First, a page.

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The Rise of Shaved Ice

How a nifty little machine saved my sanity from the scorching heat.

by
Anna Vu

Bio

September 10, 2013 - 3:00 pm

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Shaved ice is all the rage right now, and a quick search on Yelp will bring up over 2,000 results for Los Angeles alone, many touting traditional flavors such as tropical punch and watermelon, while others go the more adventurous route with taro, bean, and condensed milk combinations. This whimsical treat, once an afterthought on the menus of ice cream trucks and beachside vendors, is getting a stylish revamp, making it trendy and hip again to gaggle-foodies looking to try new things.

With the mercury still scheduled to hover close to 100 degrees despite the commencement of September, I feel it is my civic duty to tell you how to make your own shaved ice at home. That’s where the Electric Shaved Ice Machine by Hawaiian Shaved Ice comes in. This wonderful little appliance lets you bring this summer staple into your regular frozen-treat repertoire.

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Sleek in its design, the Hawaiian Shaved Ice Machine dismantles easily for cleaning and storing away in the colder months. But let’s not think about putting this away just yet. Not when there is so much fun to be had with it while the weather is still warm and the sun casts long lingering shadows on the hot pavement.

With a 55W motor, this little machine powerfully shaves ice into a fine powdery consistency in seconds. To operate, one simply fills the ice chamber to the brim, pops on the top, and pushes down on the button. Then magic happens: the ice is pushed down in a circular motion against a sharp blade, resulting in a delicious blank icy canvas, soft like freshly fallen snow, ready to be drenched with syrup or added to a variety of desserts.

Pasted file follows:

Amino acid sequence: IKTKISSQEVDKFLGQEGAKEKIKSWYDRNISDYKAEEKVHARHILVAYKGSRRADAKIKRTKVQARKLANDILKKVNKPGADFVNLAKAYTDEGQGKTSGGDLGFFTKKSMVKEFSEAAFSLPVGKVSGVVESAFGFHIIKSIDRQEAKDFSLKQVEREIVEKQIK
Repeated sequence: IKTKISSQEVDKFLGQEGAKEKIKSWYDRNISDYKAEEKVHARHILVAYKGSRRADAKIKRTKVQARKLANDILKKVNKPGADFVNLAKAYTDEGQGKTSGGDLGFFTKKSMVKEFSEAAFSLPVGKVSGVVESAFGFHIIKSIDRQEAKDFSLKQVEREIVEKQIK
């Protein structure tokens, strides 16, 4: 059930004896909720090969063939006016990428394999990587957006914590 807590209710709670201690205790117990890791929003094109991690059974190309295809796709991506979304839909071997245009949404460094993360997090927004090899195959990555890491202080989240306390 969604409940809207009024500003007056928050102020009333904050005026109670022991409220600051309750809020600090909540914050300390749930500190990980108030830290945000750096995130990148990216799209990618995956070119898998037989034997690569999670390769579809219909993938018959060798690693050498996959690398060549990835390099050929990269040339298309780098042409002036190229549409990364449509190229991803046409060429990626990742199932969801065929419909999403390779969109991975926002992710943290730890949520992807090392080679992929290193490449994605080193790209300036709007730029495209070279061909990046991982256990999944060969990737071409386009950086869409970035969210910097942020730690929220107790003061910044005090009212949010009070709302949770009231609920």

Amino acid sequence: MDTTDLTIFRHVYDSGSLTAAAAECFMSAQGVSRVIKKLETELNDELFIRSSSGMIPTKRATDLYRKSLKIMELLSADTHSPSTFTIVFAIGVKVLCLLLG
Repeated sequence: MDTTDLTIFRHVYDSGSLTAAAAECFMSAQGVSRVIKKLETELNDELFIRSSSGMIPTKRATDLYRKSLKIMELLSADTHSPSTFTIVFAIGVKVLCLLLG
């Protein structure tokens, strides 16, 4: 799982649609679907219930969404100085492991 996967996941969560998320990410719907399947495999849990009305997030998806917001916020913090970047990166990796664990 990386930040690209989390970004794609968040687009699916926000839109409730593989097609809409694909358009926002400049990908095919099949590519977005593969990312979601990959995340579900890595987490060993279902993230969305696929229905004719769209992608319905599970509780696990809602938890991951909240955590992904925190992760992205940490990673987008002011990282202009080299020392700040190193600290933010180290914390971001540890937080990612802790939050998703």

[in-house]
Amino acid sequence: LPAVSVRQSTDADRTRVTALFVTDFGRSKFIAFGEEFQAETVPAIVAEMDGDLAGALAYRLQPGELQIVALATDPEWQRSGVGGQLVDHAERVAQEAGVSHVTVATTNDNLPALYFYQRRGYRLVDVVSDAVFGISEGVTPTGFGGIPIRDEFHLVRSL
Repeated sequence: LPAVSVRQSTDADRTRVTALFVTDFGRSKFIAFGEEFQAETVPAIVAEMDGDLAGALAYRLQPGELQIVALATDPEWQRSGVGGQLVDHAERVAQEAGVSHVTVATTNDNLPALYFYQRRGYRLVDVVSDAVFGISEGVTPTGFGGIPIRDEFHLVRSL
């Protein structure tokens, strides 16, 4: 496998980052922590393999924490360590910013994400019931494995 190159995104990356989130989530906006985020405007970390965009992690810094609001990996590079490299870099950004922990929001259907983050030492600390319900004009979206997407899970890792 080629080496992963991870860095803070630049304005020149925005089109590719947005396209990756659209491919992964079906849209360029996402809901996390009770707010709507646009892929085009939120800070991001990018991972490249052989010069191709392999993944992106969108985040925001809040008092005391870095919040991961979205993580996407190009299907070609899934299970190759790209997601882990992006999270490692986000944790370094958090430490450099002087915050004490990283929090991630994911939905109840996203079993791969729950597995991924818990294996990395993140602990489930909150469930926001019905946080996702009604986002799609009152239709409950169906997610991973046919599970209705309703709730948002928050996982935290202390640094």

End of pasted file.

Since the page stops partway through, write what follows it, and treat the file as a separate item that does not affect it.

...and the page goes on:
This machine is so easy to use, my 3 year old can do it!

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Hawaiian Shaved Ice Machine

Included in the box are two 8 oz molds which you fill, freeze, then feed into the machine, and a rubber mat to prevent your bowl or cup from slipping. To be honest, the molds and the mat are not needed, as regular refrigerator ice works quite well, and I feel these cheap little parts are added by the manufacturer to look like you’re getting more.

The best feature of the Hawaiian Shaved Ice Machine, and perhaps what sets it apart from many of its kind, is that it shaves regular ice straight from the freezer, so you’re not sweatily screwed if you forget to fill and freeze the molds the night before. The blade comes out easily for sharpening or replacing. In addition to this, another positive in the design is that it is quite sturdy – even when packed with odd-sized ice, thrown willy-nilly into the ice chamber, there is little to no shaking from the rest of the machine, rendering the non-slip mat unnecessary.

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Shaved ice is a great way to use up overripe fruit. Shown here with cantaloupe.

Like many labor-saver kitchen items such as blenders and mixers, this machine can be a little loud. However, considering that its sole purpose is to crush frozen rocks, I doubt that is a problem that will be fixed any time soon. What it lacks in quiet it makes up for in speed – one 8 oz block of ice or 1 cup of regular cylindrical freezer ice shaves down in about 30 seconds flat!

But I hear what you are saying: This shaved ice machine only does one thing. I understand your concern. Home cooks, especially those living in tiny urban abodes, probably don’t think they need a uni-tasker appliance that will take up precious real estate on their counter. Sure you can crush your ice using a blender, or even filling a clean pillow case and attack it with a hammer. But a blender (or the pillow-case method) will never achieve the delicate, melt-in-your-mouth texture that an electric ice shaver will give you. And it’s all about the texture. Ice that is too big will not hold any flavorings and feel crunchy in your mouth, making you have to chew the buggers before swallowing. A shaved ice treat should melt in your mouth with little effort or chewing, and cool you from the inside out.